preparing for significant cuts to arts provision, we wish to collectively respond to the critical shifts being implemented by DCMS."
In Time: a Collection of Live Art Case Studies (2010)
In Time: a Collection of Live Art Case Studies, is designed to represent some of the innovative and pioneering ways in which Live Art has both posed and responded to many of the exciting cultural challenges of our times. Each case study was directed by members of Live Art UK, using either their own work or the work of others as its focus. The case studies are complemented by contextualizing essays from cultural commentator Sonya Dyer and critic Lyn Gardner.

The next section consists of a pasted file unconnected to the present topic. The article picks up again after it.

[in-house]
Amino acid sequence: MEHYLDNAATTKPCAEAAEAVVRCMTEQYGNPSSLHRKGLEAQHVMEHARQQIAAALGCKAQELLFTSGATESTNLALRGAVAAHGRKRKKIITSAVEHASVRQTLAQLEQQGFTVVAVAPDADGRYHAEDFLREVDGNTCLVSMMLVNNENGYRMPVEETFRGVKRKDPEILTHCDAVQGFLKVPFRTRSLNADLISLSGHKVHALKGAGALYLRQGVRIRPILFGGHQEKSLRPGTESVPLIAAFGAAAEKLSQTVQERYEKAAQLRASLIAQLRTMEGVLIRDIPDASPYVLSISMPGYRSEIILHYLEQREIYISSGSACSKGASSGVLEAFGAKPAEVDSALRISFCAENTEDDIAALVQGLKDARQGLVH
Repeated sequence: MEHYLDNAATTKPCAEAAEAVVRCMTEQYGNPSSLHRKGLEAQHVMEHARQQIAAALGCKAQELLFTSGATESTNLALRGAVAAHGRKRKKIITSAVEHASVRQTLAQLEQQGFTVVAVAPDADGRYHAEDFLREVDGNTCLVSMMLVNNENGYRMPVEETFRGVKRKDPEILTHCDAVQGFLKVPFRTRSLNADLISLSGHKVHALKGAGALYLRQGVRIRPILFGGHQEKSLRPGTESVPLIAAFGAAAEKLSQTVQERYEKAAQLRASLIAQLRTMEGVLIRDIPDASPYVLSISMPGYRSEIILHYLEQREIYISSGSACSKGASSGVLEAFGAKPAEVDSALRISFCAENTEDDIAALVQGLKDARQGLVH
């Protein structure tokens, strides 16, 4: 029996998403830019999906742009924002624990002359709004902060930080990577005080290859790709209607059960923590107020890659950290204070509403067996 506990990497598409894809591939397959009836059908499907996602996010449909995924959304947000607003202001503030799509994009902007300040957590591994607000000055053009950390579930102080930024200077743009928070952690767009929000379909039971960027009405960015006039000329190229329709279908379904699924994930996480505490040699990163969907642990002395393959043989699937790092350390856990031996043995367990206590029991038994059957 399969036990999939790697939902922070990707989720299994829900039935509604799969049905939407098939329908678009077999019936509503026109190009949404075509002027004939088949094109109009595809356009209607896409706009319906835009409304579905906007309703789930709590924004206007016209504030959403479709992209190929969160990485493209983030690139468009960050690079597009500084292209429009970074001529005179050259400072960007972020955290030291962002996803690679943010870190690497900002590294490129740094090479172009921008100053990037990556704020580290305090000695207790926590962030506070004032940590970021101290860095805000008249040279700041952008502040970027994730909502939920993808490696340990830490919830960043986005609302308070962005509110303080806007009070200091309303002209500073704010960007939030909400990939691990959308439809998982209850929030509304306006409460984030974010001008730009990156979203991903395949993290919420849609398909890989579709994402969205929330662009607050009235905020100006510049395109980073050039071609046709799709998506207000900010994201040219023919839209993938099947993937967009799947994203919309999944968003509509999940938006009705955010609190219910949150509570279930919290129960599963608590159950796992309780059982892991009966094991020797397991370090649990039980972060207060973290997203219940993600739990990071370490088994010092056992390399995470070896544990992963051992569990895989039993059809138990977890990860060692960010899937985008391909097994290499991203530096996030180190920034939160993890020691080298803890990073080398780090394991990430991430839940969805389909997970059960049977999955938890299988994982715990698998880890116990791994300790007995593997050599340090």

The following responses to the In Time collection were invited from artists Paul Hurley and Search Party, and presented at the Bristol Live Open Platform, Arnolfini, Bristol, 28 March 2010:
Manifesto Club campaign against UK Home Office restrictions on non-EU visiting artists and academics (2008)
On 27 November 2008, The UK Home Office introduced new border restrictions which have had a detrimental impact on non-EU artists and academics who are invited for performances, talks, conferences, exhibitions or artists’ residencies. Visitors and their hosts now have to submit to a serious of arduous and expensive procedures to get “sponsorship” and visas if they are from a visa-national country. Many artists and performers have had their visa applications rejected, have been deported at UK borders, and some have even been banned from entering the UK for 10 years. Recently visiting artists have been threatened by UK Borders Agency should they be caught playing, performing, making art or photographing!